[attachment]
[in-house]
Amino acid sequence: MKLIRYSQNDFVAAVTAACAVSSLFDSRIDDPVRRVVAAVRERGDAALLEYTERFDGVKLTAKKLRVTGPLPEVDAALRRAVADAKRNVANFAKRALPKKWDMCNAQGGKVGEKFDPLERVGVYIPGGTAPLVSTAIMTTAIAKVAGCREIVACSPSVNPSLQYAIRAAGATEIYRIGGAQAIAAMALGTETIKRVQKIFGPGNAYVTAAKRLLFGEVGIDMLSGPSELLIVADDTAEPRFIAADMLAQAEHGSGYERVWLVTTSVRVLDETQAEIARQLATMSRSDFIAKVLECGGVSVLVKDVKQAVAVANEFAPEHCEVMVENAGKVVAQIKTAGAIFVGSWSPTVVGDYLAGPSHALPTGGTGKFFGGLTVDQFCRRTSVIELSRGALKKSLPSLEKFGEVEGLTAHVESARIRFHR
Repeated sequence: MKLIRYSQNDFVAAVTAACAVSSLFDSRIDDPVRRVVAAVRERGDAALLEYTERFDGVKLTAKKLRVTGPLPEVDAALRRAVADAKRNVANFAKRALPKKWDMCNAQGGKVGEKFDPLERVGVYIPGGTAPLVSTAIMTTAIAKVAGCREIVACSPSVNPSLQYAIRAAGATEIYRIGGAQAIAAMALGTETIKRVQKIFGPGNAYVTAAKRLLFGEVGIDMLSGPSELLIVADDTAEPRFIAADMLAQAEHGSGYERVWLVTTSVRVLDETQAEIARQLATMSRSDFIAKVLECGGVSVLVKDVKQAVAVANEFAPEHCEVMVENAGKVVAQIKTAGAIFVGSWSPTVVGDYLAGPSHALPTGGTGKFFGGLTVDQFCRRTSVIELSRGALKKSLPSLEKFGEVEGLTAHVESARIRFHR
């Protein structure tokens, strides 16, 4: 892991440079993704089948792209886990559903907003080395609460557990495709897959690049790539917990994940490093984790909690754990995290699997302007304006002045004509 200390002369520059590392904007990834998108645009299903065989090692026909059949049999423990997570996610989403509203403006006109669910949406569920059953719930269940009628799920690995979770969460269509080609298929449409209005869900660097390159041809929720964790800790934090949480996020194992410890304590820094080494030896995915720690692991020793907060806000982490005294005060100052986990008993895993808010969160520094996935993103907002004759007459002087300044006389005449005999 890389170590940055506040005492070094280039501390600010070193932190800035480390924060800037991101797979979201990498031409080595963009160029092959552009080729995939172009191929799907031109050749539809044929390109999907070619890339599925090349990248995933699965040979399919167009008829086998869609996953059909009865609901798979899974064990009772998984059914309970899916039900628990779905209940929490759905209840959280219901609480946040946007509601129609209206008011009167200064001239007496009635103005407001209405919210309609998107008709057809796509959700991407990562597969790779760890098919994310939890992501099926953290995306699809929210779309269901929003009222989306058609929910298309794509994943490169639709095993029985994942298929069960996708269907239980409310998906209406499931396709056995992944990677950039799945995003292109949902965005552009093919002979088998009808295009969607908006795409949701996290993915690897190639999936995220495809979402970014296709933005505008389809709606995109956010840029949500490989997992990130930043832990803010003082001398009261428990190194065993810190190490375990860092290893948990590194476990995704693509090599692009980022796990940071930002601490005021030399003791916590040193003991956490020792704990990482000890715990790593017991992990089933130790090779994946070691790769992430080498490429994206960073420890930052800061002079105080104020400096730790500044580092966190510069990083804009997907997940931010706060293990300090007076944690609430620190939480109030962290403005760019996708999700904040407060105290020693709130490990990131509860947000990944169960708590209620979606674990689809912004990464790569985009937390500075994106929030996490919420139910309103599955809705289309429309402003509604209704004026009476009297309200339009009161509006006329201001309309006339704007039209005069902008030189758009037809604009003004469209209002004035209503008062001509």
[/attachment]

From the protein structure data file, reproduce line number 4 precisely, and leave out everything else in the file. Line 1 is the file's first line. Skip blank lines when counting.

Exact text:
């Protein structure tokens, strides 16, 4: 892991440079993704089948792209886990559903907003080395609460557990495709897959690049790539917990994940490093984790909690754990995290699997302007304006002045004509 200390002369520059590392904007990834998108645009299903065989090692026909059949049999423990997570996610989403509203403006006109669910949406569920059953719930269940009628799920690995979770969460269509080609298929449409209005869900660097390159041809929720964790800790934090949480996020194992410890304590820094080494030896995915720690692991020793907060806000982490005294005060100052986990008993895993808010969160520094996935993103907002004759007459002087300044006389005449005999 890389170590940055506040005492070094280039501390600010070193932190800035480390924060800037991101797979979201990498031409080595963009160029092959552009080729995939172009191929799907031109050749539809044929390109999907070619890339599925090349990248995933699965040979399919167009008829086998869609996953059909009865609901798979899974064990009772998984059914309970899916039900628990779905209940929490759905209840959280219901609480946040946007509601129609209206008011009167200064001239007496009635103005407001209405919210309609998107008709057809796509959700991407990562597969790779760890098919994310939890992501099926953290995306699809929210779309269901929003009222989306058609929910298309794509994943490169639709095993029985994942298929069960996708269907239980409310998906209406499931396709056995992944990677950039799945995003292109949902965005552009093919002979088998009808295009969607908006795409949701996290993915690897190639999936995220495809979402970014296709933005505008389809709606995109956010840029949500490989997992990130930043832990803010003082001398009261428990190194065993810190190490375990860092290893948990590194476990995704693509090599692009980022796990940071930002601490005021030399003791916590040193003991956490020792704990990482000890715990790593017991992990089933130790090779994946070691790769992430080498490429994206960073420890930052800061002079105080104020400096730790500044580092966190510069990083804009997907997940931010706060293990300090007076944690609430620190939480109030962290403005760019996708999700904040407060105290020693709130490990990131509860947000990944169960708590209620979606674990689809912004990464790569985009937390500075994106929030996490919420139910309103599955809705289309429309402003509604209704004026009476009297309200339009009161509006006329201001309309006339704007039209005069902008030189758009037809604009003004469209209002004035209503008062001509």